The Perfect Match: A Mountain Bike Frame Size Chart For Choosing Your Bike
6 min read
By 
cycle buddy_admin
Published 
August 27, 2021

The Perfect Match: A Mountain Bike Frame Size Chart For Choosing Your Bike

6 min read
By 
cycle buddy_admin
Published 
August 27, 2021

Purchasing a mountain bike (MTB) online can become difficult. The virtual experience provided by online shopping exchanges the feeling of hopping on a bike to get an intuitive feel of the merchandise.

This can cause incompatibility problems that can lead to problems when riding a bike. Let's explore these incompatibilities and how our frame size chart can help you find your perfect bike match.

Effects of Incompatible Bike and Rider Fit

The effects of an incompatible bike on a rider can be summed up into three things:

Posture Problems

If your bike is incompatible with your height and build, your posture will be affected. A bike frame that's too small for you will make your posture curve inward. That is, your back will not be straight, and your arms and elbows will be a little too close to your torso. The same goes with your legs and knees.

On the other hand, if your bike is too large, there's a tendency that you'll stand over your pedals more when you're cycling, and when sitting, you'll lean forward towards the handlebars of your bike.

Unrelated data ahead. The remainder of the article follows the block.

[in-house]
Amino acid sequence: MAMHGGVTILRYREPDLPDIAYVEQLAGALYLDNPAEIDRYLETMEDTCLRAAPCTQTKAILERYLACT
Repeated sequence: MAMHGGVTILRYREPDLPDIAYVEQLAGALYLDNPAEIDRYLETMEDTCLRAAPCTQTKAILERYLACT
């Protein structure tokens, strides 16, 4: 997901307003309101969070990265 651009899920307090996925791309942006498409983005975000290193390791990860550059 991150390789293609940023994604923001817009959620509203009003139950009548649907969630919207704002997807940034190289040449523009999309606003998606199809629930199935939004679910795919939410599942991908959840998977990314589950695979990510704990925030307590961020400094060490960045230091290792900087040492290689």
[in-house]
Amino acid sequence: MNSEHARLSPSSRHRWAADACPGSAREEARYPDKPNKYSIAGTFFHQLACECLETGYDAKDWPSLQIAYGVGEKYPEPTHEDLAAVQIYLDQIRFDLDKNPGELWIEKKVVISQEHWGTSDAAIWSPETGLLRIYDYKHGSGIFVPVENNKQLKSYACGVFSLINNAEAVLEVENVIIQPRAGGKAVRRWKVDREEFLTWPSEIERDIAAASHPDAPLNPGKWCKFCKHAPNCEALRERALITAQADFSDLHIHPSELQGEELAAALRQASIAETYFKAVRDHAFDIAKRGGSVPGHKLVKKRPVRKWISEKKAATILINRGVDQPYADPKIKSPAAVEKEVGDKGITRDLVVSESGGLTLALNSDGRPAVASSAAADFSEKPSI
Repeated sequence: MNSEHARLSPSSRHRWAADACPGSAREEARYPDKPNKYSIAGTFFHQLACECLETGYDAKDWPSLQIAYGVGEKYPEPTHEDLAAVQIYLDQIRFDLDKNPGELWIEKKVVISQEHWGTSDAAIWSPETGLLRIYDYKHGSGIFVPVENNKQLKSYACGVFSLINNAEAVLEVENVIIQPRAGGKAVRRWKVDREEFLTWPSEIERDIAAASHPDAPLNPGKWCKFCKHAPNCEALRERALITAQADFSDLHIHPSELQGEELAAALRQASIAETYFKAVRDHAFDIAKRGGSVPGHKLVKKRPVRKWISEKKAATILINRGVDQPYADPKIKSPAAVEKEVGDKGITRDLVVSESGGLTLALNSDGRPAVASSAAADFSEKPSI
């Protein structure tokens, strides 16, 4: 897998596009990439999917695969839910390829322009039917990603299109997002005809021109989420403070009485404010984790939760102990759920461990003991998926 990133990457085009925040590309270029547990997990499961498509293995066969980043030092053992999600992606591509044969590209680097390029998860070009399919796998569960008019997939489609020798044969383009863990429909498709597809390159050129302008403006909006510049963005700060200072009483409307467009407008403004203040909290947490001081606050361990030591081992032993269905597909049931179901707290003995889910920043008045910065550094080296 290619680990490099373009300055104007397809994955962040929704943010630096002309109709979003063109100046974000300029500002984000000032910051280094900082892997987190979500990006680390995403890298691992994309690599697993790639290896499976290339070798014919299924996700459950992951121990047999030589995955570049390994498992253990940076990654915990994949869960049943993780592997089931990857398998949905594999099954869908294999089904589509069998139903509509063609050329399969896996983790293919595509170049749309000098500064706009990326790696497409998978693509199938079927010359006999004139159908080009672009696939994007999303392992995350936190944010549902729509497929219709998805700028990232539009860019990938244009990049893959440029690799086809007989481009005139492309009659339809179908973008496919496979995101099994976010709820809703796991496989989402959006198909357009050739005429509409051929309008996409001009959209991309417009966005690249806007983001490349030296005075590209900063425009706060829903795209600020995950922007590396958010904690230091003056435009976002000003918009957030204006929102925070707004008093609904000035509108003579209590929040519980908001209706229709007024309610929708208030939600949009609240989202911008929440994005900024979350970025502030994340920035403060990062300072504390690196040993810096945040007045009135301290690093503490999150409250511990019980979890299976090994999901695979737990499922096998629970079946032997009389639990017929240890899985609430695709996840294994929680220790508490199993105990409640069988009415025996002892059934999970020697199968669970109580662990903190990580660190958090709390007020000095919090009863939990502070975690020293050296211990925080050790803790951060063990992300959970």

Both instances cause strain on your body, and, as a result, you may feel fatigued due to your body compensating for the incompatibilities.

Handling and Safety Risks

If your bike is too large, your extremities tend to be farther from your torso than they should be. As a result, your arms and legs will not maximize their range of motion because the bike's size offsets it. Similarly, if the height of your bike is greater than your supposed standover height, you'll tend to lean the bike over to one side when you do a full stop, and you'll have to jump on the bike before you can pedal.

A bike can be overly responsive if the frame's too small. You'll tend to wobble because your arms are trying to push the handlebars forward to maintain balance. Also, your legs won't work as hard as expected, which will make it hard for you to get the momentum your bike needs to stabilize.

Discomfort

The end result of an incompatible bike fit is discomfort. You'll feel like riding a bike takes work when it's supposed to feel like you're just sitting while you rest your arms on the bars as your feet and legs move naturally. Instead, everything will feel like it's too cramped or too far from your body. Ultimately, riding a bike will become unenjoyable for you.